Nellie's Free Range Eggs


What’s with the Plastic Nellie?

A question that we hear from time to time is: “I love your eggs and your commitment to animal welfare and the environment, but why do you use plastic egg cartons? Isn’t that worse for the environment?”

It’s an excellent question. We’ve all come to see plastic as bad. It’s derived from a non-renewable source (oil), it doesn’t decompose for a very long time, and these days, a lot of it is winding into the oceans (see Pacific Garbage Patch and Microbeads Pollution). So it’s understandable that it has a bad reputation.

On the other hand, the molded pulp cartons and the polystyrene foam cartons are not environmental bargains either, for many of the same reasons. So what’s a well-meaning person to do?

We asked Quantis, a Canadian research company specializing in environmental impact of products, to do a complete Comparative Environmental Life Cycle Assessment of Egg Cartons for us in 2012.

Quantis looked across the raw material sourcing, manufacturing, packaging, transportation, and end of life/recycling aspects for RPET (our recycled PET clear package), virgin PET, Recycled Molded Pulp (RMP) and Polystyrene (commonly known as styrofoam). They scored that as a total Carbon/Climate Change footprint score based on all of those life stages. They also scored them on the basis of Human Health, Ecosystem Quality, and Resource Depletion measures.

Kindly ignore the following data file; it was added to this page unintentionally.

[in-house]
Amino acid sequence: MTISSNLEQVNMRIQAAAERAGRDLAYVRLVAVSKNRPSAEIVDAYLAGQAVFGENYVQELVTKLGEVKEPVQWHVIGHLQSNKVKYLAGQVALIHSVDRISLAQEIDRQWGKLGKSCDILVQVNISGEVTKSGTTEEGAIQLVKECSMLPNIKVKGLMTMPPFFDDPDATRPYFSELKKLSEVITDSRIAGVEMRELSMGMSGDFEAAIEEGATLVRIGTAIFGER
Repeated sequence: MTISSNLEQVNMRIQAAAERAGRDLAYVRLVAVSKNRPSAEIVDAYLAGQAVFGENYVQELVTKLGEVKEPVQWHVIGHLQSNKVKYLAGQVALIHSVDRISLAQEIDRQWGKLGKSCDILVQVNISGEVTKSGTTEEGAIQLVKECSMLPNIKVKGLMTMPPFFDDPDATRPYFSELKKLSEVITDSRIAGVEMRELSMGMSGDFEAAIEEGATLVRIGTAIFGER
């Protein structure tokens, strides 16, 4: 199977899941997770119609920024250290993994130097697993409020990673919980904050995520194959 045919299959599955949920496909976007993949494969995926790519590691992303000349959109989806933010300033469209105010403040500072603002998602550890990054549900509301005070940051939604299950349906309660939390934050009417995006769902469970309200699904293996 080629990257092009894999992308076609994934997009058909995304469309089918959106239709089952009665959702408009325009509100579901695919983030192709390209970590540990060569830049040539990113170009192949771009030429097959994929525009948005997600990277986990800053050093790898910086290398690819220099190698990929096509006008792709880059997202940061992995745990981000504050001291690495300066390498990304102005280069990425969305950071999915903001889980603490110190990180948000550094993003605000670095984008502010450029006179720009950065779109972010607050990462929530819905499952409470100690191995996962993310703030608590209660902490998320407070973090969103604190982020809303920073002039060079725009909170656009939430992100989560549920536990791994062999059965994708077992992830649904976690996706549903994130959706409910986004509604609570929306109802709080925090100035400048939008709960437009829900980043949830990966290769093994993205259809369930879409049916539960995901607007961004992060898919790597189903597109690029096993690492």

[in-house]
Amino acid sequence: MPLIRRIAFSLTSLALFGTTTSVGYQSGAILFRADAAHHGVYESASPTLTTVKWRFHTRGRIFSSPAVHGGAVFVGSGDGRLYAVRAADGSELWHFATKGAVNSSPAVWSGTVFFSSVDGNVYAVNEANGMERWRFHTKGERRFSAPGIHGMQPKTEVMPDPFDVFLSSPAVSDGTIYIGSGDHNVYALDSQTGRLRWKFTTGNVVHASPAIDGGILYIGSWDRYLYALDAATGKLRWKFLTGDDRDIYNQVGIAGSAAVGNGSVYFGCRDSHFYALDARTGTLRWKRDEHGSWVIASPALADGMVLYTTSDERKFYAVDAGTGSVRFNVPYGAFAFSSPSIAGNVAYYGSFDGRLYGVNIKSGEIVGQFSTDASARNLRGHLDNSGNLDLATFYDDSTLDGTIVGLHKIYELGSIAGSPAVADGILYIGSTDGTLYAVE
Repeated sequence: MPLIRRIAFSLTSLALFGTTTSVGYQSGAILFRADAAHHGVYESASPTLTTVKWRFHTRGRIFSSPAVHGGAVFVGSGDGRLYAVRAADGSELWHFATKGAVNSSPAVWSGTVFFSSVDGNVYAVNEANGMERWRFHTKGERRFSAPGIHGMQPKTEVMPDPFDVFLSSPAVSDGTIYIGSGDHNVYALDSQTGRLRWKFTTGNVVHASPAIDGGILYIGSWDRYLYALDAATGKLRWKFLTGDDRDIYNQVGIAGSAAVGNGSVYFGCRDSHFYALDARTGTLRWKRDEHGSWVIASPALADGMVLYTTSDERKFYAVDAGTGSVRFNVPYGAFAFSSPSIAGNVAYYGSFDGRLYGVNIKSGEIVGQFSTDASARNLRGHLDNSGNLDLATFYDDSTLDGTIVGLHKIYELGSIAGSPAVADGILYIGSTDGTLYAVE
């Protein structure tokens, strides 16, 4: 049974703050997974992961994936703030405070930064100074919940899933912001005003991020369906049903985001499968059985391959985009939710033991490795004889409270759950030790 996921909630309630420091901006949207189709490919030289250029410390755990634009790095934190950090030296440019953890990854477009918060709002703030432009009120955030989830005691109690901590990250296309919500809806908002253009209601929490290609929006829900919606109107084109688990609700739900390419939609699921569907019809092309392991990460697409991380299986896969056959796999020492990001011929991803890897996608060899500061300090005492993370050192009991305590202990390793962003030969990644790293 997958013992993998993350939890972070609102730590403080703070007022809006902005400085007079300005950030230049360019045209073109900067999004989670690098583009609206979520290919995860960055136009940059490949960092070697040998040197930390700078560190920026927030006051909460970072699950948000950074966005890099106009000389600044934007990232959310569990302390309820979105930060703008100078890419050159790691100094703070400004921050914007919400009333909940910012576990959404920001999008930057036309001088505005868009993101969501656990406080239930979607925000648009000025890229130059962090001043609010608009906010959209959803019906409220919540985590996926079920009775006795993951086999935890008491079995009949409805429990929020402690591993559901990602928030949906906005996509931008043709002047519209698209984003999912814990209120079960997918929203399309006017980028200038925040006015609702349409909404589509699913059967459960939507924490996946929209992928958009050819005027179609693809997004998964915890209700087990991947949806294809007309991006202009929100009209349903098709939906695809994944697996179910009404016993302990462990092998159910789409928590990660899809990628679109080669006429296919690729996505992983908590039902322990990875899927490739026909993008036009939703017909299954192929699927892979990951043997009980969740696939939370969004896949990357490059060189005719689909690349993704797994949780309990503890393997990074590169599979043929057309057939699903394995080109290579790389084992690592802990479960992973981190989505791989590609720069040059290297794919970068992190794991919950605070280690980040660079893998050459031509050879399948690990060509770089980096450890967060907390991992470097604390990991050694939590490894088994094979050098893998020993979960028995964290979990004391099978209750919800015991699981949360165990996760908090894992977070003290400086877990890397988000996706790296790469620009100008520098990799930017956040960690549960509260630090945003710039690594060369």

The RPET carton that we use was determined to be superior, or vastly superior, to both the Molded Pulp and Polystyrene as a whole, and across all of the individual life stages, with the one exception that it had a slightly higher manufacturing impact than recycled pulp. It is worth noting that the worst option, was typically the PET plastic made from virgin plastic. That’s because of the high amount of fossil fuels required both as energy and raw material in its production. This is what large 2-liter soda bottles are made from (so think about that the next time you’re considering buying soda). We take the recycled material from those containers to make our cartons. The tri-fold PET also has an important consumer benefit in that it provides the best protection for the eggs while allowing you to see the unbroken eggs without opening the carton in the store.

Once used, our cartons can then be placed right back in the recycling stream for another trip through the system. Paper pulp can also be recycled. Styrofoam all goes to the landfill to wait for the end of time.